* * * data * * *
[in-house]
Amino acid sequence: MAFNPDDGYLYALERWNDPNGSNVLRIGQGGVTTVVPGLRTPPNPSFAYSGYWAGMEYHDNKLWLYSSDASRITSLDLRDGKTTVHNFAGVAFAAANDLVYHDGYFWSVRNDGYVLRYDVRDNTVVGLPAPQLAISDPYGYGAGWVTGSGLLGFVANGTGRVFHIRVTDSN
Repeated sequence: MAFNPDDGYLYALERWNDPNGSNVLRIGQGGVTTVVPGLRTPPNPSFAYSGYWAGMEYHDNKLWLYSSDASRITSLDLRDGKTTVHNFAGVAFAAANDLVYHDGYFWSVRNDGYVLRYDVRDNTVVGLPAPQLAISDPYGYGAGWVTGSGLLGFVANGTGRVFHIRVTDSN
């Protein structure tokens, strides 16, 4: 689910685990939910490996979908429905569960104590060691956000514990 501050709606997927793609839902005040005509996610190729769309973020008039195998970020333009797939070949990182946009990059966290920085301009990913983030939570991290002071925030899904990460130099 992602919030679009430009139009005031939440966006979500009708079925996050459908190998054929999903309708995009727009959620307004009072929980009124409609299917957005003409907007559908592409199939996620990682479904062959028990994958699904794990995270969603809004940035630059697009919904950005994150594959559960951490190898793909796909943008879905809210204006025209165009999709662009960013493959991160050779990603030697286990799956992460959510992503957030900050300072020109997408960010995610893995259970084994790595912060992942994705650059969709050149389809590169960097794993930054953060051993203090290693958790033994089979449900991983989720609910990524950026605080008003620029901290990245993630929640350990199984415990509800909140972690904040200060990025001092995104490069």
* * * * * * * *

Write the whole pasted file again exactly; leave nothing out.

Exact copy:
[in-house]
Amino acid sequence: MAFNPDDGYLYALERWNDPNGSNVLRIGQGGVTTVVPGLRTPPNPSFAYSGYWAGMEYHDNKLWLYSSDASRITSLDLRDGKTTVHNFAGVAFAAANDLVYHDGYFWSVRNDGYVLRYDVRDNTVVGLPAPQLAISDPYGYGAGWVTGSGLLGFVANGTGRVFHIRVTDSN
Repeated sequence: MAFNPDDGYLYALERWNDPNGSNVLRIGQGGVTTVVPGLRTPPNPSFAYSGYWAGMEYHDNKLWLYSSDASRITSLDLRDGKTTVHNFAGVAFAAANDLVYHDGYFWSVRNDGYVLRYDVRDNTVVGLPAPQLAISDPYGYGAGWVTGSGLLGFVANGTGRVFHIRVTDSN
């Protein structure tokens, strides 16, 4: 689910685990939910490996979908429905569960104590060691956000514990 501050709606997927793609839902005040005509996610190729769309973020008039195998970020333009797939070949990182946009990059966290920085301009990913983030939570991290002071925030899904990460130099 992602919030679009430009139009005031939440966006979500009708079925996050459908190998054929999903309708995009727009959620307004009072929980009124409609299917957005003409907007559908592409199939996620990682479904062959028990994958699904794990995270969603809004940035630059697009919904950005994150594959559960951490190898793909796909943008879905809210204006025209165009999709662009960013493959991160050779990603030697286990799956992460959510992503957030900050300072020109997408960010995610893995259970084994790595912060992942994705650059969709050149389809590169960097794993930054953060051993203090290693958790033994089979449900991983989720609910990524950026605080008003620029901290990245993630929640350990199984415990509800909140972690904040200060990025001092995104490069």